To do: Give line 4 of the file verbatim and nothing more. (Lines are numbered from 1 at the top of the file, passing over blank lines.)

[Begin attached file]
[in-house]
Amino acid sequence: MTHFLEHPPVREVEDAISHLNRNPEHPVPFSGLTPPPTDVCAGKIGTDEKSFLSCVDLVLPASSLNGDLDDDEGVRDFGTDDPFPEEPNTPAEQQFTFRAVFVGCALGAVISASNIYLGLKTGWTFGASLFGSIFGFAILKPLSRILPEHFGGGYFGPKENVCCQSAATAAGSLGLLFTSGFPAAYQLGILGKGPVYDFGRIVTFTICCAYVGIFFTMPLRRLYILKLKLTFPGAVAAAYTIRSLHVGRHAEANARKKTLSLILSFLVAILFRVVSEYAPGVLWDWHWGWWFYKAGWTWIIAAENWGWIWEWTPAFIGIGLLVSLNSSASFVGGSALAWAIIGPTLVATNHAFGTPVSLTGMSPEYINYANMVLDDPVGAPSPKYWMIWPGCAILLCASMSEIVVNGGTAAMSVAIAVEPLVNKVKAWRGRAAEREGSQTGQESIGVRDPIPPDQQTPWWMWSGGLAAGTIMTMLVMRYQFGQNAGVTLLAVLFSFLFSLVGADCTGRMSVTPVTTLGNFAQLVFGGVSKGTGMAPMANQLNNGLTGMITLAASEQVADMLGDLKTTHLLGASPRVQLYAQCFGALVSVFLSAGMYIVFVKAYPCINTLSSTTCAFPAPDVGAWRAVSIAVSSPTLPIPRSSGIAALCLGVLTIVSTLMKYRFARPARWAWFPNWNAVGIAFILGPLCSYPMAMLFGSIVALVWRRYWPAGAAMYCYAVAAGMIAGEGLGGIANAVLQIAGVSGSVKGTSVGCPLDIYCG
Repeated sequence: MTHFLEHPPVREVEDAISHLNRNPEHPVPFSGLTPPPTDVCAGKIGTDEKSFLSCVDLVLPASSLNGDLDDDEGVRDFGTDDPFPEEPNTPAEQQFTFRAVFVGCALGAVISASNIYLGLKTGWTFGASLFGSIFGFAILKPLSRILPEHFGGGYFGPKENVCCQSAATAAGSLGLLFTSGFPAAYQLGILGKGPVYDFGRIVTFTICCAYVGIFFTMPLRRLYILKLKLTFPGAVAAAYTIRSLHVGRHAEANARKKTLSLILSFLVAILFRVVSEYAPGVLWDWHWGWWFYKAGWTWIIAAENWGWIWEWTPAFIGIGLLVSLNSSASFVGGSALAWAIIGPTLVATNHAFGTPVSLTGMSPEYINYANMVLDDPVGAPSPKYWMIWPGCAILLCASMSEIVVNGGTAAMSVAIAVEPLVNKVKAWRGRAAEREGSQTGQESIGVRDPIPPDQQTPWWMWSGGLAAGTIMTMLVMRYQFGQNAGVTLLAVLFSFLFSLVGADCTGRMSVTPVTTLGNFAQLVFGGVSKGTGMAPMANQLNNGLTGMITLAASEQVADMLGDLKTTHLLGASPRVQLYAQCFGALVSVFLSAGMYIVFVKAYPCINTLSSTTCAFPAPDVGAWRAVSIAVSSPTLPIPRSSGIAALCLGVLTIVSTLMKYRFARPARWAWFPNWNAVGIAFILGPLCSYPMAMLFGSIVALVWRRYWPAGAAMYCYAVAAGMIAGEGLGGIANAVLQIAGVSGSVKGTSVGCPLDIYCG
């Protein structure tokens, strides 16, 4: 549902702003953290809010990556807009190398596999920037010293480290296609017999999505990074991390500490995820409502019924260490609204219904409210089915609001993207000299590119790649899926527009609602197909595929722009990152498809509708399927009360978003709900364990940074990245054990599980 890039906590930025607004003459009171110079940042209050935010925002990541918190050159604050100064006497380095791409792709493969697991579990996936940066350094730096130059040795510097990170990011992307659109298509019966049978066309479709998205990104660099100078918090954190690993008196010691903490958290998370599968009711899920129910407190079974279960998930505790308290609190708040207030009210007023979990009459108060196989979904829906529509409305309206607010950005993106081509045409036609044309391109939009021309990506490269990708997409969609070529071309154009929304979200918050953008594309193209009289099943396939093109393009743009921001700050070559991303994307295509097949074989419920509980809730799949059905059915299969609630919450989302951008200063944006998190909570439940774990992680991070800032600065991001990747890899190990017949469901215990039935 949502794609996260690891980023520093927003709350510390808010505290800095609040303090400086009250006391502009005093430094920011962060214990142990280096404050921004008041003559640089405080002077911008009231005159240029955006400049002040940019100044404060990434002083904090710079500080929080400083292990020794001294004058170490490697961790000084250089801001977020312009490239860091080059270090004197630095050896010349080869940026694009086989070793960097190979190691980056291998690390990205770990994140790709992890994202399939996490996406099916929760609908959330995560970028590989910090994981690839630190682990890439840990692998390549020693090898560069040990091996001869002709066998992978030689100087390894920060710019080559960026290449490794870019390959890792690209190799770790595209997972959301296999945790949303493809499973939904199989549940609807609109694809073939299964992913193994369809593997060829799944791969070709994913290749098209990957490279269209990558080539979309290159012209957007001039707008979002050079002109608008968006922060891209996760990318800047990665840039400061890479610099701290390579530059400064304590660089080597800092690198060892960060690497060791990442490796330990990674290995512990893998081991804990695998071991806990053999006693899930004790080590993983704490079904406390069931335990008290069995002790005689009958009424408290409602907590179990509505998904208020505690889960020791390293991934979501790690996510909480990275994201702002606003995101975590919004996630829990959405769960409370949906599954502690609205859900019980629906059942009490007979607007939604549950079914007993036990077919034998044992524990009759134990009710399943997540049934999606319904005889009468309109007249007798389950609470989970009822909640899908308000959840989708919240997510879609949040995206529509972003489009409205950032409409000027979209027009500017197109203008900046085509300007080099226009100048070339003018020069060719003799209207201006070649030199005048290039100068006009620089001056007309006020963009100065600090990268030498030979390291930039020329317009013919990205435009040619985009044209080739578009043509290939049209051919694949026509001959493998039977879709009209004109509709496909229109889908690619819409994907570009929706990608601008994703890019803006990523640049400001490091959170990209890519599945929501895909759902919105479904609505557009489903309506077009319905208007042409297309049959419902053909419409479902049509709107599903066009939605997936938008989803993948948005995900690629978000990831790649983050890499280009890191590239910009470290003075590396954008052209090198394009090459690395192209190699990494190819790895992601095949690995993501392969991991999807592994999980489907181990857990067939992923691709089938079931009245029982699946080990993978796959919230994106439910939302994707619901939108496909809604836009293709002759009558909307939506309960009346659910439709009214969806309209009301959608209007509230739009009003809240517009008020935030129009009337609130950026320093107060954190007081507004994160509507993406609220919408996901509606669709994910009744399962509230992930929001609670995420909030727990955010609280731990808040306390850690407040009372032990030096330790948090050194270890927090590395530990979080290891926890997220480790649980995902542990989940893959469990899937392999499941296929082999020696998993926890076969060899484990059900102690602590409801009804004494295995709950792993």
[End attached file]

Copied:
């Protein structure tokens, strides 16, 4: 549902702003953290809010990556807009190398596999920037010293480290296609017999999505990074991390500490995820409502019924260490609204219904409210089915609001993207000299590119790649899926527009609602197909595929722009990152498809509708399927009360978003709900364990940074990245054990599980 890039906590930025607004003459009171110079940042209050935010925002990541918190050159604050100064006497380095791409792709493969697991579990996936940066350094730096130059040795510097990170990011992307659109298509019966049978066309479709998205990104660099100078918090954190690993008196010691903490958290998370599968009711899920129910407190079974279960998930505790308290609190708040207030009210007023979990009459108060196989979904829906529509409305309206607010950005993106081509045409036609044309391109939009021309990506490269990708997409969609070529071309154009929304979200918050953008594309193209009289099943396939093109393009743009921001700050070559991303994307295509097949074989419920509980809730799949059905059915299969609630919450989302951008200063944006998190909570439940774990992680991070800032600065991001990747890899190990017949469901215990039935 949502794609996260690891980023520093927003709350510390808010505290800095609040303090400086009250006391502009005093430094920011962060214990142990280096404050921004008041003559640089405080002077911008009231005159240029955006400049002040940019100044404060990434002083904090710079500080929080400083292990020794001294004058170490490697961790000084250089801001977020312009490239860091080059270090004197630095050896010349080869940026694009086989070793960097190979190691980056291998690390990205770990994140790709992890994202399939996490996406099916929760609908959330995560970028590989910090994981690839630190682990890439840990692998390549020693090898560069040990091996001869002709066998992978030689100087390894920060710019080559960026290449490794870019390959890792690209190799770790595209997972959301296999945790949303493809499973939904199989549940609807609109694809073939299964992913193994369809593997060829799944791969070709994913290749098209990957490279269209990558080539979309290159012209957007001039707008979002050079002109608008968006922060891209996760990318800047990665840039400061890479610099701290390579530059400064304590660089080597800092690198060892960060690497060791990442490796330990990674290995512990893998081991804990695998071991806990053999006693899930004790080590993983704490079904406390069931335990008290069995002790005689009958009424408290409602907590179990509505998904208020505690889960020791390293991934979501790690996510909480990275994201702002606003995101975590919004996630829990959405769960409370949906599954502690609205859900019980629906059942009490007979607007939604549950079914007993036990077919034998044992524990009759134990009710399943997540049934999606319904005889009468309109007249007798389950609470989970009822909640899908308000959840989708919240997510879609949040995206529509972003489009409205950032409409000027979209027009500017197109203008900046085509300007080099226009100048070339003018020069060719003799209207201006070649030199005048290039100068006009620089001056007309006020963009100065600090990268030498030979390291930039020329317009013919990205435009040619985009044209080739578009043509290939049209051919694949026509001959493998039977879709009209004109509709496909229109889908690619819409994907570009929706990608601008994703890019803006990523640049400001490091959170990209890519599945929501895909759902919105479904609505557009489903309506077009319905208007042409297309049959419902053909419409479902049509709107599903066009939605997936938008989803993948948005995900690629978000990831790649983050890499280009890191590239910009470290003075590396954008052209090198394009090459690395192209190699990494190819790895992601095949690995993501392969991991999807592994999980489907181990857990067939992923691709089938079931009245029982699946080990993978796959919230994106439910939302994707619901939108496909809604836009293709002759009558909307939506309960009346659910439709009214969806309209009301959608209007509230739009009003809240517009008020935030129009009337609130950026320093107060954190007081507004994160509507993406609220919408996901509606669709994910009744399962509230992930929001609670995420909030727990955010609280731990808040306390850690407040009372032990030096330790948090050194270890927090590395530990979080290891926890997220480790649980995902542990989940893959469990899937392999499941296929082999020696998993926890076969060899484990059900102690602590409801009804004494295995709950792993």